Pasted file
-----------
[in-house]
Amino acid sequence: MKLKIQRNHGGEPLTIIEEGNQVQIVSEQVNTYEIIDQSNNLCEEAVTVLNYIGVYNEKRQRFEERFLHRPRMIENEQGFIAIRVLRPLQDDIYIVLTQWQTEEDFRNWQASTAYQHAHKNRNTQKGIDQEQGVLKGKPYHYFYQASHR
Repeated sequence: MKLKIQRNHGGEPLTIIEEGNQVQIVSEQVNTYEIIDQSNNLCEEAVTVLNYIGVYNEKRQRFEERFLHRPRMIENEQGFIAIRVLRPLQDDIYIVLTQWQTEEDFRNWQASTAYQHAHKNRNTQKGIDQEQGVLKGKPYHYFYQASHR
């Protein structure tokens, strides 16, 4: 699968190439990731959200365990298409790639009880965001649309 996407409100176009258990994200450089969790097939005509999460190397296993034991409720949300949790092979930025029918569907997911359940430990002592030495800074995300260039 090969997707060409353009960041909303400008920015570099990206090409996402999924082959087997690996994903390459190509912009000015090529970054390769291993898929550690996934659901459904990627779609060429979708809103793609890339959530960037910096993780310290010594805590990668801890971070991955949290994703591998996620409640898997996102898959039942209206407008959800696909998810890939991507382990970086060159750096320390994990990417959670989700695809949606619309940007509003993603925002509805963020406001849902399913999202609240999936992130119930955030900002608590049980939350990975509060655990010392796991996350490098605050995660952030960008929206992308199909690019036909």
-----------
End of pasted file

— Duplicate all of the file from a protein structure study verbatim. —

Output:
[in-house]
Amino acid sequence: MKLKIQRNHGGEPLTIIEEGNQVQIVSEQVNTYEIIDQSNNLCEEAVTVLNYIGVYNEKRQRFEERFLHRPRMIENEQGFIAIRVLRPLQDDIYIVLTQWQTEEDFRNWQASTAYQHAHKNRNTQKGIDQEQGVLKGKPYHYFYQASHR
Repeated sequence: MKLKIQRNHGGEPLTIIEEGNQVQIVSEQVNTYEIIDQSNNLCEEAVTVLNYIGVYNEKRQRFEERFLHRPRMIENEQGFIAIRVLRPLQDDIYIVLTQWQTEEDFRNWQASTAYQHAHKNRNTQKGIDQEQGVLKGKPYHYFYQASHR
């Protein structure tokens, strides 16, 4: 699968190439990731959200365990298409790639009880965001649309 996407409100176009258990994200450089969790097939005509999460190397296993034991409720949300949790092979930025029918569907997911359940430990002592030495800074995300260039 090969997707060409353009960041909303400008920015570099990206090409996402999924082959087997690996994903390459190509912009000015090529970054390769291993898929550690996934659901459904990627779609060429979708809103793609890339959530960037910096993780310290010594805590990668801890971070991955949290994703591998996620409640898997996102898959039942209206407008959800696909998810890939991507382990970086060159750096320390994990990417959670989700695809949606619309940007509003993603925002509805963020406001849902399913999202609240999936992130119930955030900002608590049980939350990975509060655990010392796991996350490098605050995660952030960008929206992308199909690019036909």